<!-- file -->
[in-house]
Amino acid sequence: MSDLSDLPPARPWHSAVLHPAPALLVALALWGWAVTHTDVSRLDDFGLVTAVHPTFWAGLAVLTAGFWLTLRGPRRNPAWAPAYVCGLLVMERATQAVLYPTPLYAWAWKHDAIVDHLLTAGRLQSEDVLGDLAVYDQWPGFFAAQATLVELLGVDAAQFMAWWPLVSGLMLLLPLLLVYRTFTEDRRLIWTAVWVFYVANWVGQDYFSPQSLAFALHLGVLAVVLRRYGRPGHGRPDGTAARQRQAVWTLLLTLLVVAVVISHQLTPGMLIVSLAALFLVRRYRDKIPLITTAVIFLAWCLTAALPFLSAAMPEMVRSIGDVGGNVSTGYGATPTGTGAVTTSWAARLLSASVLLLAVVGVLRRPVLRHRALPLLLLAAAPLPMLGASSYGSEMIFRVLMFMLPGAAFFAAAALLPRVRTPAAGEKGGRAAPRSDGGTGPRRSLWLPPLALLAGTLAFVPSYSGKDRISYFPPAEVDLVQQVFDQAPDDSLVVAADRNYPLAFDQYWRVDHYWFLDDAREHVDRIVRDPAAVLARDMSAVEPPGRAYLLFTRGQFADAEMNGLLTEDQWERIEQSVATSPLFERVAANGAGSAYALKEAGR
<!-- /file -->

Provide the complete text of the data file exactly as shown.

[in-house]
Amino acid sequence: MSDLSDLPPARPWHSAVLHPAPALLVALALWGWAVTHTDVSRLDDFGLVTAVHPTFWAGLAVLTAGFWLTLRGPRRNPAWAPAYVCGLLVMERATQAVLYPTPLYAWAWKHDAIVDHLLTAGRLQSEDVLGDLAVYDQWPGFFAAQATLVELLGVDAAQFMAWWPLVSGLMLLLPLLLVYRTFTEDRRLIWTAVWVFYVANWVGQDYFSPQSLAFALHLGVLAVVLRRYGRPGHGRPDGTAARQRQAVWTLLLTLLVVAVVISHQLTPGMLIVSLAALFLVRRYRDKIPLITTAVIFLAWCLTAALPFLSAAMPEMVRSIGDVGGNVSTGYGATPTGTGAVTTSWAARLLSASVLLLAVVGVLRRPVLRHRALPLLLLAAAPLPMLGASSYGSEMIFRVLMFMLPGAAFFAAAALLPRVRTPAAGEKGGRAAPRSDGGTGPRRSLWLPPLALLAGTLAFVPSYSGKDRISYFPPAEVDLVQQVFDQAPDDSLVVAADRNYPLAFDQYWRVDHYWFLDDAREHVDRIVRDPAAVLARDMSAVEPPGRAYLLFTRGQFADAEMNGLLTEDQWERIEQSVATSPLFERVAANGAGSAYALKEAGR